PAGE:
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Asparagus
Asparagus officinalis

Description: The spring growth of this plant resembles a cluster of green fingers. The mature plant has fernlike, wispy foliage and red berries. Its flowers are small and greenish in color. Several species have sharp, thornlike structures.

Habitat and Distribution: Asparagus is found worldwide in temperate areas. Look for it in fields, old homesites, and fencerows.

Edible Parts: Eat the young stems before leaves form. Steam or boil them for 10 to 15 minutes before eating. Raw asparagus may cause nausea or diarrhea. The fleshy roots are a good source of starch.

WARNING

Do not eat the fruits of any since some are toxic



Bael fruit
Aegle marmelos

Description: This is a tree that grows from 2.4 to 4.6 meters tall, with a dense spiny growth. The fruit is 5 to 10 centimeters in diameter, gray or yellowish, and full of seeds.

Habitat and Distribution: Bael fruit is found in rain forests and semievergreen seasonal forests of the tropics. It grows wild in India and Burma.

Edible Parts: The fruit, which ripens in December, is at its best when just turning ripe. The juice of the ripe fruit, diluted with water and mixed with a small amount of tamarind and sugar or honey, is sour but refreshing. Like other citrus fruits, it is rich in vitamin C.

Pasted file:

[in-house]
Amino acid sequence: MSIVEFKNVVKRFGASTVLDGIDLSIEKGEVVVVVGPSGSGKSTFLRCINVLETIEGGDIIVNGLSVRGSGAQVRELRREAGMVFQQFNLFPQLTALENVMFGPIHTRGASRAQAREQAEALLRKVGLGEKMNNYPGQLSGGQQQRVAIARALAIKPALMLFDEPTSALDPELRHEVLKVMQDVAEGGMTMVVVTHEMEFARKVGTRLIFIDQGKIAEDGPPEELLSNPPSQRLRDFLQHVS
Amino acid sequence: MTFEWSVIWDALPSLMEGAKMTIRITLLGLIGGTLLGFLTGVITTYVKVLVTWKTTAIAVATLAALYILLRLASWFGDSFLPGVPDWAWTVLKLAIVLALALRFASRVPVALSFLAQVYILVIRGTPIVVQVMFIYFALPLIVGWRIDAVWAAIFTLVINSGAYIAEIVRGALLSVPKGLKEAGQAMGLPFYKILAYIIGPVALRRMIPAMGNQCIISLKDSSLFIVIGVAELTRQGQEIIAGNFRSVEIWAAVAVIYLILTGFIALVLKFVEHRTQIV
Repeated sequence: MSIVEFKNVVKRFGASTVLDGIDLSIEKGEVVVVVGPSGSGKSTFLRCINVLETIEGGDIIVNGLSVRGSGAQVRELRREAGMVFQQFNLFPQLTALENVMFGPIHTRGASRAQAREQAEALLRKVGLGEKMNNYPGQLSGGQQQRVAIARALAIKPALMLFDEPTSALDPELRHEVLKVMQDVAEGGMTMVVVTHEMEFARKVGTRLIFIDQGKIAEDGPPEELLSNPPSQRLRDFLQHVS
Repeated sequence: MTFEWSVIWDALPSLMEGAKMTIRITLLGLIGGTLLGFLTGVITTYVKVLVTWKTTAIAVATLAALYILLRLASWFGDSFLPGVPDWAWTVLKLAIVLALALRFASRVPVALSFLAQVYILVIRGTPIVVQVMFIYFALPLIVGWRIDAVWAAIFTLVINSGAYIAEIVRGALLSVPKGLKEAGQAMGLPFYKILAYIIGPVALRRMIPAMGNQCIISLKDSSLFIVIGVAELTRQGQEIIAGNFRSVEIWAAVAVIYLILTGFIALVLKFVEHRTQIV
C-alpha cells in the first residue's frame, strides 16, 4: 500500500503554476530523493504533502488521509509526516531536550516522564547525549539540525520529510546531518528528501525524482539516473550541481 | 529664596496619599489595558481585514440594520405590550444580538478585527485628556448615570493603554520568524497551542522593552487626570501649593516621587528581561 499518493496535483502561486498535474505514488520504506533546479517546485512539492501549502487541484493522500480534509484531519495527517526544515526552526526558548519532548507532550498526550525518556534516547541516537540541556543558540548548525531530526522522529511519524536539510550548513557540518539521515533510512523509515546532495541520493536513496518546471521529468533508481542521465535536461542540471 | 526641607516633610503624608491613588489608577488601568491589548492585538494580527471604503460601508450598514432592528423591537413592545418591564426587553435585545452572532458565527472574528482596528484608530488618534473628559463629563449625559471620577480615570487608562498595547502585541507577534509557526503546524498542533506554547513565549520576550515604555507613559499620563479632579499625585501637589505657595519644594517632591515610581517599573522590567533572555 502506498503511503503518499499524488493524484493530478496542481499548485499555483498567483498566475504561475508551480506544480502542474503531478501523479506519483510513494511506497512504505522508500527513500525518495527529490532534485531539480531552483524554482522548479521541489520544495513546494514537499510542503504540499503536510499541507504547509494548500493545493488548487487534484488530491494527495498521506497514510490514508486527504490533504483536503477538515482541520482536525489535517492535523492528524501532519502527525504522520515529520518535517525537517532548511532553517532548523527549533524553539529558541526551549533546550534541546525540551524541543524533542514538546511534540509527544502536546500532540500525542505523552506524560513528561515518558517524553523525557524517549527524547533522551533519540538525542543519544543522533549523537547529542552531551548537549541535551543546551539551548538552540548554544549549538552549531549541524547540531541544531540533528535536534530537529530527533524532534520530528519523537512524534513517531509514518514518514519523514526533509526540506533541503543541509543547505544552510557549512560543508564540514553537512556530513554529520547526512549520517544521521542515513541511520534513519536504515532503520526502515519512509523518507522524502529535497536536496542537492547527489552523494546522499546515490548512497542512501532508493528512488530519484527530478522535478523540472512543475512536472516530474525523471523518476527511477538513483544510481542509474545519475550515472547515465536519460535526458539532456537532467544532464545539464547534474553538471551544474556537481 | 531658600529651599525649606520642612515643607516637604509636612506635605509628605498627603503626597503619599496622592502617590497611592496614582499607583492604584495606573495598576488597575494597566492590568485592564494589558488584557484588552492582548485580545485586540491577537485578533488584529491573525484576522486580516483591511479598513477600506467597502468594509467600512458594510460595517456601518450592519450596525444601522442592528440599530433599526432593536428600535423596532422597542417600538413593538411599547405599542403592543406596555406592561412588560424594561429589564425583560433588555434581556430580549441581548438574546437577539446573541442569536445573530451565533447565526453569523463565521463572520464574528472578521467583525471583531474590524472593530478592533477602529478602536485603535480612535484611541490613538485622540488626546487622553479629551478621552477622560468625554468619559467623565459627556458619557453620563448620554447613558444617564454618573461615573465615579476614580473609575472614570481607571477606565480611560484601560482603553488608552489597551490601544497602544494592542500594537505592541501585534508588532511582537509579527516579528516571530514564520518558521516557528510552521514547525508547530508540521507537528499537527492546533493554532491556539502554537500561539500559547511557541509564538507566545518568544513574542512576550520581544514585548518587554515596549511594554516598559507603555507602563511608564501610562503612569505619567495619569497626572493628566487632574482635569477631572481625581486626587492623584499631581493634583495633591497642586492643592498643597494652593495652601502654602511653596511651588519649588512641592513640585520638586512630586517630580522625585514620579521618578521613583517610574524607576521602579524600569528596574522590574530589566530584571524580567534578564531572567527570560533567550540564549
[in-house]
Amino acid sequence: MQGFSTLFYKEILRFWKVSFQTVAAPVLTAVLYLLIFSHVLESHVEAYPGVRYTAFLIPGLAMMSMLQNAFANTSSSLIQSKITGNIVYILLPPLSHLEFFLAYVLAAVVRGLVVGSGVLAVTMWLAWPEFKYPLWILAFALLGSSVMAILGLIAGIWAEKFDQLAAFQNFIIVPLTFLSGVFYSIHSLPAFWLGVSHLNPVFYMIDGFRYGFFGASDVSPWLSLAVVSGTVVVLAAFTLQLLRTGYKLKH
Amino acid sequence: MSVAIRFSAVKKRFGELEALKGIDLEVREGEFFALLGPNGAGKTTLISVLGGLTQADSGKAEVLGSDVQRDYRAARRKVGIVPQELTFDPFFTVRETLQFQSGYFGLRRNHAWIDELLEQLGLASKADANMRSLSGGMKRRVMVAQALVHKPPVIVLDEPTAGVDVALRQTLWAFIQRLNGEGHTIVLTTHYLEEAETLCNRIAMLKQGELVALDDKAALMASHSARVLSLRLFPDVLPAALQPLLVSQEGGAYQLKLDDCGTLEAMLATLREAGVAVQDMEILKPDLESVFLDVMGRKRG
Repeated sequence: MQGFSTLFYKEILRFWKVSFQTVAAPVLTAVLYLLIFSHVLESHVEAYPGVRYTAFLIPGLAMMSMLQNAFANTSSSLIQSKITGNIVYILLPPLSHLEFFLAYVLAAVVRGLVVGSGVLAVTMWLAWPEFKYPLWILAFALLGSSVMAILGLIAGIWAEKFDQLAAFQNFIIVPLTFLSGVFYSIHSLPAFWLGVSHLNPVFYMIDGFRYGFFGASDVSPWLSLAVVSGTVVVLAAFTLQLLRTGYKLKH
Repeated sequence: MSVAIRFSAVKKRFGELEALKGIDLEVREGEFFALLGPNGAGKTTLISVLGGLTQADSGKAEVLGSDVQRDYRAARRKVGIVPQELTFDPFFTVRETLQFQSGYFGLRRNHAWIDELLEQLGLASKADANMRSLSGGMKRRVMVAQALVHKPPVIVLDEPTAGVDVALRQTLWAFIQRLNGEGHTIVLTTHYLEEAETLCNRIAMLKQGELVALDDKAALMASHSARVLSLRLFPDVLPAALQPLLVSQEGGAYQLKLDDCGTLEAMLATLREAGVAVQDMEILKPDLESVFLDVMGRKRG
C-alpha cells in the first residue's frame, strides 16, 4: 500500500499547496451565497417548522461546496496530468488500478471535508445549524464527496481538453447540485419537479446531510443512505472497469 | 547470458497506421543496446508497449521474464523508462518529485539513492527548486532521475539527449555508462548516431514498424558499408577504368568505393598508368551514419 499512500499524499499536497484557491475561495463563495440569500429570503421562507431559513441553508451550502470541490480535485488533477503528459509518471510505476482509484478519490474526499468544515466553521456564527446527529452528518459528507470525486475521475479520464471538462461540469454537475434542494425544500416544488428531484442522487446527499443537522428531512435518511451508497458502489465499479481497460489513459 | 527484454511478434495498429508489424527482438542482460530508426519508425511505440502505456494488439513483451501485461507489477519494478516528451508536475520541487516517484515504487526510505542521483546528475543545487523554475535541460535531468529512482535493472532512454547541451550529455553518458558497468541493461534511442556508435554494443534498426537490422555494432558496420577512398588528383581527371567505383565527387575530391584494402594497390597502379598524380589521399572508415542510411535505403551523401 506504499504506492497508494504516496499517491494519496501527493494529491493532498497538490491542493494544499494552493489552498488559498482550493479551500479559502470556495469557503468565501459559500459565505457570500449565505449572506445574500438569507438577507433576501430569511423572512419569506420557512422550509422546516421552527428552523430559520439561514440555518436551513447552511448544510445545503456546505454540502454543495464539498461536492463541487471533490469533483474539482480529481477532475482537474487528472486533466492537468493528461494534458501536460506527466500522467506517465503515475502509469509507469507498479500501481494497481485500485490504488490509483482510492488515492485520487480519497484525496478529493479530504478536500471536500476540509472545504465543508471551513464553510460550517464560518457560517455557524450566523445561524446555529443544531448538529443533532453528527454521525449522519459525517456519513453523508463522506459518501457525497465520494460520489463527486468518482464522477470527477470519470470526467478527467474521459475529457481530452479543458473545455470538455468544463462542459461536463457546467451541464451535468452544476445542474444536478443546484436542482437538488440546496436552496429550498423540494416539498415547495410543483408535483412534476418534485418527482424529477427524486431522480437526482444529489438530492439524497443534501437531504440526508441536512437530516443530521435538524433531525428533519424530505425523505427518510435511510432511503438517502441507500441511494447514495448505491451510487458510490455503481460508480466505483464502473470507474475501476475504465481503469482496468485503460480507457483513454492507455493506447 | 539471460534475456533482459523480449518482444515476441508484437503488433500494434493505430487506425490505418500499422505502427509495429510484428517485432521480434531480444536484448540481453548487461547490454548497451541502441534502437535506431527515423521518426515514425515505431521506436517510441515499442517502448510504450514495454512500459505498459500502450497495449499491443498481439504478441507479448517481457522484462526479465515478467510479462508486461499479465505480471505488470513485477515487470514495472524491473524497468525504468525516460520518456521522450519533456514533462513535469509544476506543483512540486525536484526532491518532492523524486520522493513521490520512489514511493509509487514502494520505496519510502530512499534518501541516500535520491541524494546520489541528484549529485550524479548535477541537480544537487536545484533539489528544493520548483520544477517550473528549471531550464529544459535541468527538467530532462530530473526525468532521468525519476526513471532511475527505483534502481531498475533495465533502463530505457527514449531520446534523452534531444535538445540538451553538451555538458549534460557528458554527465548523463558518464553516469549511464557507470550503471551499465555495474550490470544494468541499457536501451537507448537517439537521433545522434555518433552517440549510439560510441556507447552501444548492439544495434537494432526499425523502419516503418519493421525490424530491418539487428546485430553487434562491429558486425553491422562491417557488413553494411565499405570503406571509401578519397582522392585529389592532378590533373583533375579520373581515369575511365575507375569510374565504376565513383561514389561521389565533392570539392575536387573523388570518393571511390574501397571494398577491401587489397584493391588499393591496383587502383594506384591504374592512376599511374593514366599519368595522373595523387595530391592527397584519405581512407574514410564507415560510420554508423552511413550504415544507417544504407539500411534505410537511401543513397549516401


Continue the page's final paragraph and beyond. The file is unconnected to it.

Bamboo
Various species including Bambusa, Dendrocalamus, Phyllostachys

Description: Bamboos are woody grasses that grow up to 15 meters tall. The leaves are grasslike and the stems are the familiar bamboo used in furniture and fishing poles.

Habitat and Distribution: Look for bamboo in warm, moist regions in open or jungle country, in lowland, or on mountains. Bamboos are native to the Far East (Temperate and Tropical zones) but have bean widely planted around the world.

Edible Parts: The young shoots of almost all species are edible raw or cooked. Raw shoots have a slightly bitter taste that is removed by boiling. To prepare, remove the tough protective sheath that is coated with tawny or red hairs. The seed grain of the flowering bamboo is also edible. Boil the seeds like rice or pulverize them, mix with water, and make into cakes.

Other Uses: Use the mature bamboo to build structures or to make containers, ladles, spoons, and various other cooking utensils. Also use bamboo to make tools and weapons. You can make a strong bow by splitting the bamboo and putting several pieces together.

CAUTION

Green bamboo may explode in a fire. Green bamboo has an internal membrane you must remove before using it as a food or water container.




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